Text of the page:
Mike, thanks for your comment. I agree that “programs for the needy” reforms must be administered locally. But I think the debate has to be pushed out from high-profile, nationally-recognized and powerful mouthpieces. All the effective changes will take place locally, but the debate needs to be a national one in order to ensure a sense of importance. Maybe some unfunded mandates would work :)?

Mike W. says:

The likelihood of having a high-profile, nationally-recognized, powerful mouthpiece state that the efforts don’t need to be made on a national level is next to zero. Rarely is one with control over a program willing to give up that control. This would have to come from a Democrat. Who can you imagine saying “We as Democrats recognize that poverty relief, health care relief, and unemployment relief need to be taken care of at the state and local level. Therefore, we are proposing to ‘end welfare as we know it’ and eiliminate the Medicare and Medicaid plans, and terminate Social Security as soon as the states have adequate programs up and running.” This action would be exceptionally noble; however it is seen as often as, well, as a politician giving up power.

I don’t see it coming from the national Democratic party. Coming from the Republicans it would be seen as heartless. Only if there were a widely-loved and respected Democratic president who would see the importance of such a move would it fly. Now is Obama that guy? I don’t think he could see that those programs belong out of the national government.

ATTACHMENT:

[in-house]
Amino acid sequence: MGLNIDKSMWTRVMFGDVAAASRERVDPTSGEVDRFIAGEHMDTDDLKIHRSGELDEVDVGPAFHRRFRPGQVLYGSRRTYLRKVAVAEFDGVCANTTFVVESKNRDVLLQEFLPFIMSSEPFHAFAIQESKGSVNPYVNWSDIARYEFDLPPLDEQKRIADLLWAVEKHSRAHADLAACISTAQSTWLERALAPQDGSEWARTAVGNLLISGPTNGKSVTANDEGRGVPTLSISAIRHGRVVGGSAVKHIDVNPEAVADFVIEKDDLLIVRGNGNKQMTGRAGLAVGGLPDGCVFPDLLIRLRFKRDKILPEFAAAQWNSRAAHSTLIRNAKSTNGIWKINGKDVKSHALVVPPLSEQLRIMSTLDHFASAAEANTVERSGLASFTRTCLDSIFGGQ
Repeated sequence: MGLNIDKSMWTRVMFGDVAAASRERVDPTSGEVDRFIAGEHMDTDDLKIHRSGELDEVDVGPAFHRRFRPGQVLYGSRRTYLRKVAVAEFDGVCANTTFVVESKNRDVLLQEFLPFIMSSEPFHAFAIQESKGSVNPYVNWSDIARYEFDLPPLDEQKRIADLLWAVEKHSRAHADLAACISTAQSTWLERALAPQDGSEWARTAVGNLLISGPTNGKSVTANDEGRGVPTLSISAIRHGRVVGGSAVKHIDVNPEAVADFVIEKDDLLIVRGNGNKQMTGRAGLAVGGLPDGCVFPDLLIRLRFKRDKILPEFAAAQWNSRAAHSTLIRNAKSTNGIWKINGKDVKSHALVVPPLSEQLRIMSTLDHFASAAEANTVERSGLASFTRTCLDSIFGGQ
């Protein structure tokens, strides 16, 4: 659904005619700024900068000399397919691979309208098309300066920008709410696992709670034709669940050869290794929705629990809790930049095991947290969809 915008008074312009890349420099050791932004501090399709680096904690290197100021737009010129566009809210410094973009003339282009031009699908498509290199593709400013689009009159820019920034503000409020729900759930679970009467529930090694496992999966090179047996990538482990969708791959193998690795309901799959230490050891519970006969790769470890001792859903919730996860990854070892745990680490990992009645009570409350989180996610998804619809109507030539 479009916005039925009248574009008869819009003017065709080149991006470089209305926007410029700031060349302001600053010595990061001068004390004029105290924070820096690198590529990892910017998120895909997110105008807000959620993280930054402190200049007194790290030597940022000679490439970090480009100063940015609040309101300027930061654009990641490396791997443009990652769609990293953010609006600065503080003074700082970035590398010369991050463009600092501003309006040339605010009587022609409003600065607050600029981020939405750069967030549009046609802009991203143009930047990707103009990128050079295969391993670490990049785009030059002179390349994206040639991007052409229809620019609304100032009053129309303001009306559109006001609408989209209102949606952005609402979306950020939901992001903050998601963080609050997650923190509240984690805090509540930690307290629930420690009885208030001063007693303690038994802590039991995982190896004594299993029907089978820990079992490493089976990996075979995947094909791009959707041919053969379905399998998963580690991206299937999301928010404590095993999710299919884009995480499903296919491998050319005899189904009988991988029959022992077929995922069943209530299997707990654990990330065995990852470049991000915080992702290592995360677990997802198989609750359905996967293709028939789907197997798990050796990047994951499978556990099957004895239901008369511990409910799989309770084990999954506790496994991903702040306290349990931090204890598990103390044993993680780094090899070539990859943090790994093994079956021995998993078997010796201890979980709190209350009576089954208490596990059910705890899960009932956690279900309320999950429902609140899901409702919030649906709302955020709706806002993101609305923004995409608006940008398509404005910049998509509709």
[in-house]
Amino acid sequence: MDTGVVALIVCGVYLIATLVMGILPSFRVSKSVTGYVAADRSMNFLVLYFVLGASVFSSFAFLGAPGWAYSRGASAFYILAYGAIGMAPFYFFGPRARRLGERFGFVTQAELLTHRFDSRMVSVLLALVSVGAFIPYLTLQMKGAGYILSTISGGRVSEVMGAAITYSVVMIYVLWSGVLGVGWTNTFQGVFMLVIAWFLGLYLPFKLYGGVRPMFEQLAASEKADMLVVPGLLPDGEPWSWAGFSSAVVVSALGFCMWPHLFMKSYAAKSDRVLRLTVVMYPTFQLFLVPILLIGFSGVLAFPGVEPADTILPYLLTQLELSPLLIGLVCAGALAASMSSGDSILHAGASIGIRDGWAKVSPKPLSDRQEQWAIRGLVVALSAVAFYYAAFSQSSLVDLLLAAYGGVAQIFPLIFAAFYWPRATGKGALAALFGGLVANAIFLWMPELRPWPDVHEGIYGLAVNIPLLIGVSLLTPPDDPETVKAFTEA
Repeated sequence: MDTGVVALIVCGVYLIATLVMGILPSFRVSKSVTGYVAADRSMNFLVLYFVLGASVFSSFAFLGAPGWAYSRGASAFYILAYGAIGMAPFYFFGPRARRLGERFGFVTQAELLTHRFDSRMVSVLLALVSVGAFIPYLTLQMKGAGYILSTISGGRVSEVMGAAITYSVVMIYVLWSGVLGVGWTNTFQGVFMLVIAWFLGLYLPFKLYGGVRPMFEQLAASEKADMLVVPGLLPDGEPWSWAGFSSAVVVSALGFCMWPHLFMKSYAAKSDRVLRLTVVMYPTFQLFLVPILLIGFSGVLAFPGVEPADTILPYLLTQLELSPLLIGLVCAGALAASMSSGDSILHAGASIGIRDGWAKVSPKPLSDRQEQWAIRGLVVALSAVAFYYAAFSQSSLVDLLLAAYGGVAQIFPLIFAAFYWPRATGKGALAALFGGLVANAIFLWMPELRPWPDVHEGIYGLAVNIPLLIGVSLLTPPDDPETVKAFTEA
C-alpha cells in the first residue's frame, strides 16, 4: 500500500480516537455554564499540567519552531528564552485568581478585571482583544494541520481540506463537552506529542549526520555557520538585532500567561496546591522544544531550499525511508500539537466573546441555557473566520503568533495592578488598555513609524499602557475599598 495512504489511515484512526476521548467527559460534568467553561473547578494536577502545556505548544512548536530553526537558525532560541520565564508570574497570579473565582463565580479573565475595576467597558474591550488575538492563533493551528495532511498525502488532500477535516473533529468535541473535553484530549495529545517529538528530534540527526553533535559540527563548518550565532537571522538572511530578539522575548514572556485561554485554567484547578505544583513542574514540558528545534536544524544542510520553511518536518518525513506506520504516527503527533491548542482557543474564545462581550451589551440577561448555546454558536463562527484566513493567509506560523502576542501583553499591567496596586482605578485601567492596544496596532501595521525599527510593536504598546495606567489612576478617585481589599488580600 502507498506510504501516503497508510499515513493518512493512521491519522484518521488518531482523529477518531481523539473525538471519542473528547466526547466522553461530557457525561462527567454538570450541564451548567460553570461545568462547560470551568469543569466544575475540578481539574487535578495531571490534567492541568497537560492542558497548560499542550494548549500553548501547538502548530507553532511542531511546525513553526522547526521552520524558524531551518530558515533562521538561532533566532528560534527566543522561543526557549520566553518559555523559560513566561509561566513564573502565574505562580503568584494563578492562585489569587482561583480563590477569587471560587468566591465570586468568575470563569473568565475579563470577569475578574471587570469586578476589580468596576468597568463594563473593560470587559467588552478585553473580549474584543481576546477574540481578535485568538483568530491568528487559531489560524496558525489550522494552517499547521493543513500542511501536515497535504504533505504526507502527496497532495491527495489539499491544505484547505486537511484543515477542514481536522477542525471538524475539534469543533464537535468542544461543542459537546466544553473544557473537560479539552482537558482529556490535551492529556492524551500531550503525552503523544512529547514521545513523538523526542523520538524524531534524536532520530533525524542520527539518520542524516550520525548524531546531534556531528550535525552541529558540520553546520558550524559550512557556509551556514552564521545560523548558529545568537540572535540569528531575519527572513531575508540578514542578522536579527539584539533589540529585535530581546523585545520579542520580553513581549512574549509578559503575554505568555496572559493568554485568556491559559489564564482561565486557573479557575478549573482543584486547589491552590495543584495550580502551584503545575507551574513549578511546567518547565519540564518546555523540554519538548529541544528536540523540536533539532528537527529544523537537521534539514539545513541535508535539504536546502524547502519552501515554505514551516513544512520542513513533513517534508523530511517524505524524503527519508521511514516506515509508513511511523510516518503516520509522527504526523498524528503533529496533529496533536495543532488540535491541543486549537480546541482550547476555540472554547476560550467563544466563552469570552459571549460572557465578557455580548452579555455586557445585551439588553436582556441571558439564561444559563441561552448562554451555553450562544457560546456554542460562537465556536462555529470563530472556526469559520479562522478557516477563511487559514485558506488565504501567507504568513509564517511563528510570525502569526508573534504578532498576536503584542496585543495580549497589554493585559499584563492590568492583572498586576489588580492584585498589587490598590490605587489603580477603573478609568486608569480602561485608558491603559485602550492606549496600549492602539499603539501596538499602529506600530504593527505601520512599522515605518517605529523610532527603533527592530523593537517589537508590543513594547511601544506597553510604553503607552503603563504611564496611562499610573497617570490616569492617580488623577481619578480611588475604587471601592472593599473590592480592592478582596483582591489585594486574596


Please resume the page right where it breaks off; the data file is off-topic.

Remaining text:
I guess a national debate is possible, but only if the national Democrats lead out; othewise it will go nowhere.

Centrist says:

Mike, thanks for the bath of cold water. I guess it will have to move the same way all the environmental progress has come out of California and the health care changes have come out of Mass. and other states (which are still being monitored for effectiveness before being adopted by most states).

The other problem is that states will be reluctant to see the Medicare/Medicaid/Social Security funding safety net disappear, even if they like and have confidence in their local programs.